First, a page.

Bahrain plans to issue an international tender for its first metro project in the fourth quarter of 2019, seeking private partners to finance a scheme that may cost as much as $2 billion, a transport ministry official told the Al Ayam newspaper.
The ministry has finalised the feasibility study for the project, which will cover a 109 kilometre area and is expected to be built in four phases over a four-year period, the newspaper reported on Monday, citing Abdul Rahman Al Janahi, the adviser to the transport minister.
The metro, cost for which will range between $1bn to $2bn, will most likely include a partnership with a foreign party to help finance and manage the project, he said.
Bahrain will be the fourth country in the Arabian Gulf to build a metro, following in the footsteps of Dubai, the first city in the region to inaugurate the service in 2009, and Saudi Arabia and Qatar, which are building metros in their capital cities of Riyadh and Doha.
Bahrain, the smallest economy in the Gulf, is developing a number of projects to help lift non-oil gross domestic product, improve its infrastructure and create jobs.
The government is investing in projects that include the $3bn Alba Line 6, which will make Bahrain home to the largest single-site aluminium smelter in the world, a further $1.1bn is being invested in modernising the airport and $335 million is being lined up for a new Banagas plant.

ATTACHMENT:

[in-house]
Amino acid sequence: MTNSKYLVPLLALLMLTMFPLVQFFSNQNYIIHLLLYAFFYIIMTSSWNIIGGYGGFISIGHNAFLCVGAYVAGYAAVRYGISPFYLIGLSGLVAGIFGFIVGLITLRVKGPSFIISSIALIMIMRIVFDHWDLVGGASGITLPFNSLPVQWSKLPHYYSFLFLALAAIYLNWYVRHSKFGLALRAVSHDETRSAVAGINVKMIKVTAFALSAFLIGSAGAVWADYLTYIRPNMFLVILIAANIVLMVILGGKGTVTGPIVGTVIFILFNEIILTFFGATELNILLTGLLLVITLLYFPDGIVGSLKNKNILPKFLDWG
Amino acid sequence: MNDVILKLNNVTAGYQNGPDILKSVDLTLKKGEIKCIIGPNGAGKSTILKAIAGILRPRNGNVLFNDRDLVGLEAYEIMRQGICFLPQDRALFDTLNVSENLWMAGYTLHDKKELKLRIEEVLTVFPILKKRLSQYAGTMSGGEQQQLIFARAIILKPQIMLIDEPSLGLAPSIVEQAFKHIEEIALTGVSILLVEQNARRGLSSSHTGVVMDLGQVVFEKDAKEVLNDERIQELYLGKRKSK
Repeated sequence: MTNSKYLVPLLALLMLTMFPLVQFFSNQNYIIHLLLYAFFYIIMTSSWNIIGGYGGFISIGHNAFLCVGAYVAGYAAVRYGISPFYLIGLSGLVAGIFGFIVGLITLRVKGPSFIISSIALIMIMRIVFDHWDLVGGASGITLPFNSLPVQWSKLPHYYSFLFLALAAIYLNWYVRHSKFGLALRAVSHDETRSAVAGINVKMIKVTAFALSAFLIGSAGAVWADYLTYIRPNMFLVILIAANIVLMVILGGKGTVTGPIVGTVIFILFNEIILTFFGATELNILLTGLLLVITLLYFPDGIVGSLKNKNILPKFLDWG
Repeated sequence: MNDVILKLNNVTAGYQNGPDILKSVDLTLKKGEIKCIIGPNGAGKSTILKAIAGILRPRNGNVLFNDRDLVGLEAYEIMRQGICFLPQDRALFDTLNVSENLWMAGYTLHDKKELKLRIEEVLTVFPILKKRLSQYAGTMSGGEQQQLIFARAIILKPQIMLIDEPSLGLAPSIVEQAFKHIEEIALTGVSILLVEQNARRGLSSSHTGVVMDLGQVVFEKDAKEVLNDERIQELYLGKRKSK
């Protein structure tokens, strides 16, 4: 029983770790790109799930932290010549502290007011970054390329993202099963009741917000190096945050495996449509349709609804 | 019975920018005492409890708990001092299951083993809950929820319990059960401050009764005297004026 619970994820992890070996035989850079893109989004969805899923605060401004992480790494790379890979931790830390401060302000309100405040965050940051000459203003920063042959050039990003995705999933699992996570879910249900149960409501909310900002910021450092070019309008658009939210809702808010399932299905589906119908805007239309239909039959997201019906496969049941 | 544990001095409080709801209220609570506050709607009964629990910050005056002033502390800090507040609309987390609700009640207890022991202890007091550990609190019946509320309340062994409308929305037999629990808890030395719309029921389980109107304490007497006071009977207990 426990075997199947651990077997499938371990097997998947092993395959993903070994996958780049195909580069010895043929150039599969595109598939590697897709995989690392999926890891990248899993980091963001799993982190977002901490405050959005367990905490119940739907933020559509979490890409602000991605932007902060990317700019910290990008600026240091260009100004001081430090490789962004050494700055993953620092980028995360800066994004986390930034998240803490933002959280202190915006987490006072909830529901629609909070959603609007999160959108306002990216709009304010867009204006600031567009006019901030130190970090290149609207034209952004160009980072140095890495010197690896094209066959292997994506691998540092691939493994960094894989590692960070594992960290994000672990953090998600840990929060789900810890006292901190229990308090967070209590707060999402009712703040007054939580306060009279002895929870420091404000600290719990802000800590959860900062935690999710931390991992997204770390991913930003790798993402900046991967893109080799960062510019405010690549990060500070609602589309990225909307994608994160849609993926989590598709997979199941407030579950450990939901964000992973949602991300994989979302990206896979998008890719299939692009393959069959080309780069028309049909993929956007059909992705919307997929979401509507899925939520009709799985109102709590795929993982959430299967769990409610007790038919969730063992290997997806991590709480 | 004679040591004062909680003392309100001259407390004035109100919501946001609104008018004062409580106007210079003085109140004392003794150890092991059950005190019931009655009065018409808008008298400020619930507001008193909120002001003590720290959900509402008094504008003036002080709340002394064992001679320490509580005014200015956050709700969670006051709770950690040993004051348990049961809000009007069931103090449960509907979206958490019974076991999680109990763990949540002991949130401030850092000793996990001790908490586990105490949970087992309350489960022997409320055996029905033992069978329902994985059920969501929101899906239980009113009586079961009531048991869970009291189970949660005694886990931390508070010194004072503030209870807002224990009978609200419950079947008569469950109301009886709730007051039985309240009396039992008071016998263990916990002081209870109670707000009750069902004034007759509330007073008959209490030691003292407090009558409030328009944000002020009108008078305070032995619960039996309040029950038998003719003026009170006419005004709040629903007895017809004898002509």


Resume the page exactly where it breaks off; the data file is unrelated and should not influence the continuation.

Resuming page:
Bahrain’s economy is poised to grow 3.2 per cent this year and the region's smallest crude producer is forecast to cut its fiscal deficit to 11 per cent of GDP in 2018, a senior International Monetary Fund official said in May. The shortfall reached 14 per cent of GDP last year and was as high as 18 per cent of GDP in 2016.
The country's finances, which have been strained under the three-year oil price lull, received a boost in June when the island kingdom announced it had won pledges of financial support from its GCC peers to help its economy.
Bahrain's credit rating will depend on the size, timing and the form of the financial support pledged by its Gulf allies to ensure fiscal stability of the kingdom's financial institutions, Moody's Investors Service said in June. It will need around $2.3bn to $2.8bn in the second half of 2018 and more than $4bn next year to finance its budget deficit and service its debts, according to the rating agency.